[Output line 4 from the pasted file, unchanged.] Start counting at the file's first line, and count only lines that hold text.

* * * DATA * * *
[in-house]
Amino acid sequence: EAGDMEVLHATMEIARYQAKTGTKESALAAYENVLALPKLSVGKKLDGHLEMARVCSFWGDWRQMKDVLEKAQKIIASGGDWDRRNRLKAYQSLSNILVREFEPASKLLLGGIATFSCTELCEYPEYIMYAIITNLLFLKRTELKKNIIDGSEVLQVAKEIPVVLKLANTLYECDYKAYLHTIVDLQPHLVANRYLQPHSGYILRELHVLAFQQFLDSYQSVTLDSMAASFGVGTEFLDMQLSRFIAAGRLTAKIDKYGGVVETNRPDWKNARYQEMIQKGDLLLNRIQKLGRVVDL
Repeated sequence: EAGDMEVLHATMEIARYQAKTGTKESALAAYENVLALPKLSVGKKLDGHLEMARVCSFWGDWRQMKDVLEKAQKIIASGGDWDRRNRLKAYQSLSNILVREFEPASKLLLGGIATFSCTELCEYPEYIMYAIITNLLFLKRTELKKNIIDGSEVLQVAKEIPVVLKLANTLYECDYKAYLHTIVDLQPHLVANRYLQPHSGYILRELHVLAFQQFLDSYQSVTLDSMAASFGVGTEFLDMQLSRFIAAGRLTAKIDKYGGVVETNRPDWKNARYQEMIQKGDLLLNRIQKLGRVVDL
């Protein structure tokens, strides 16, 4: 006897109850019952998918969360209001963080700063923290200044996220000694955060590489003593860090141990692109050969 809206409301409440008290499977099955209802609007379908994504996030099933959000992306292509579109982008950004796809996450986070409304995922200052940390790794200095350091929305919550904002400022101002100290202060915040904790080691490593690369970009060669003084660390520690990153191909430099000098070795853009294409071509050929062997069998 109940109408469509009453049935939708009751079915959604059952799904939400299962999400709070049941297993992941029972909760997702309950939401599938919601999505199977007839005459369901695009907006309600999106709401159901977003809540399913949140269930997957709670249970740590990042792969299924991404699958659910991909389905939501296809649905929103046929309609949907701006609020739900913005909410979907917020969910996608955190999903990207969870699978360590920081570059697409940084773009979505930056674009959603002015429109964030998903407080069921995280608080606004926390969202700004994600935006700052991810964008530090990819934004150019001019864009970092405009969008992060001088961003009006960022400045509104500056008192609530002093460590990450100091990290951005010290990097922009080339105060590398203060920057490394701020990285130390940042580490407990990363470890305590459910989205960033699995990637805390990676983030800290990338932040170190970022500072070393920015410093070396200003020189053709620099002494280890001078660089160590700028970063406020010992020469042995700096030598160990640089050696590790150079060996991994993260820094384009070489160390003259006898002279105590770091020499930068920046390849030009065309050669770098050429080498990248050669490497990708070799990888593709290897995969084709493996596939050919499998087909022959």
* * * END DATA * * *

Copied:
């Protein structure tokens, strides 16, 4: 006897109850019952998918969360209001963080700063923290200044996220000694955060590489003593860090141990692109050969 809206409301409440008290499977099955209802609007379908994504996030099933959000992306292509579109982008950004796809996450986070409304995922200052940390790794200095350091929305919550904002400022101002100290202060915040904790080691490593690369970009060669003084660390520690990153191909430099000098070795853009294409071509050929062997069998 109940109408469509009453049935939708009751079915959604059952799904939400299962999400709070049941297993992941029972909760997702309950939401599938919601999505199977007839005459369901695009907006309600999106709401159901977003809540399913949140269930997957709670249970740590990042792969299924991404699958659910991909389905939501296809649905929103046929309609949907701006609020739900913005909410979907917020969910996608955190999903990207969870699978360590920081570059697409940084773009979505930056674009959603002015429109964030998903407080069921995280608080606004926390969202700004994600935006700052991810964008530090990819934004150019001019864009970092405009969008992060001088961003009006960022400045509104500056008192609530002093460590990450100091990290951005010290990097922009080339105060590398203060920057490394701020990285130390940042580490407990990363470890305590459910989205960033699995990637805390990676983030800290990338932040170190970022500072070393920015410093070396200003020189053709620099002494280890001078660089160590700028970063406020010992020469042995700096030598160990640089050696590790150079060996991994993260820094384009070489160390003259006898002279105590770091020499930068920046390849030009065309050669770098050429080498990248050669490497990708070799990888593709290897995969084709493996596939050919499998087909022959």